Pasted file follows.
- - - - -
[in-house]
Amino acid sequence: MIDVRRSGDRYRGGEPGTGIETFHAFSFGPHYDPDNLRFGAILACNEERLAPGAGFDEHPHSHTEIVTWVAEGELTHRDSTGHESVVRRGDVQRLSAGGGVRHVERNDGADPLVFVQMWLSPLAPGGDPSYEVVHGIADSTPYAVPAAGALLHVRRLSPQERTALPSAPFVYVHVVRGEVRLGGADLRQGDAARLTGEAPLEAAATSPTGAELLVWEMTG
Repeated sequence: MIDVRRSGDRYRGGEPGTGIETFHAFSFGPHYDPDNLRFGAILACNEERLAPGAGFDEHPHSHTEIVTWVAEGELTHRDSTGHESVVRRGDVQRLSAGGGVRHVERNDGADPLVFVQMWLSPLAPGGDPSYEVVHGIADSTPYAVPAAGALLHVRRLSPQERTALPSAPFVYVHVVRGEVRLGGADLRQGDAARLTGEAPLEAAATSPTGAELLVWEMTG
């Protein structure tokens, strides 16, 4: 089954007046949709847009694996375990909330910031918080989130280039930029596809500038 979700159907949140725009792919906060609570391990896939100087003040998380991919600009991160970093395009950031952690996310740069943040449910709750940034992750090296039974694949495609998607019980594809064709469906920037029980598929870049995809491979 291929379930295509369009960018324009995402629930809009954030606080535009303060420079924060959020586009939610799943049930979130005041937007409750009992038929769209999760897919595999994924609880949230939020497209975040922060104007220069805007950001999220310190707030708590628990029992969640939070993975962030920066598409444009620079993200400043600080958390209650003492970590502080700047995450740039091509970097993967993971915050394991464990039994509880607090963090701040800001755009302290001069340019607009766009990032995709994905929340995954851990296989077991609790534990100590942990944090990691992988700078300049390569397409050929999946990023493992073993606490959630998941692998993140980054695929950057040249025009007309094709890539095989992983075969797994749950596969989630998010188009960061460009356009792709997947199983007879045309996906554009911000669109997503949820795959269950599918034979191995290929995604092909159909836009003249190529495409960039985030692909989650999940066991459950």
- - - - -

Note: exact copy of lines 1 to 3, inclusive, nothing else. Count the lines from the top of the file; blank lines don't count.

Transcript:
[in-house]
Amino acid sequence: MIDVRRSGDRYRGGEPGTGIETFHAFSFGPHYDPDNLRFGAILACNEERLAPGAGFDEHPHSHTEIVTWVAEGELTHRDSTGHESVVRRGDVQRLSAGGGVRHVERNDGADPLVFVQMWLSPLAPGGDPSYEVVHGIADSTPYAVPAAGALLHVRRLSPQERTALPSAPFVYVHVVRGEVRLGGADLRQGDAARLTGEAPLEAAATSPTGAELLVWEMTG
Repeated sequence: MIDVRRSGDRYRGGEPGTGIETFHAFSFGPHYDPDNLRFGAILACNEERLAPGAGFDEHPHSHTEIVTWVAEGELTHRDSTGHESVVRRGDVQRLSAGGGVRHVERNDGADPLVFVQMWLSPLAPGGDPSYEVVHGIADSTPYAVPAAGALLHVRRLSPQERTALPSAPFVYVHVVRGEVRLGGADLRQGDAARLTGEAPLEAAATSPTGAELLVWEMTG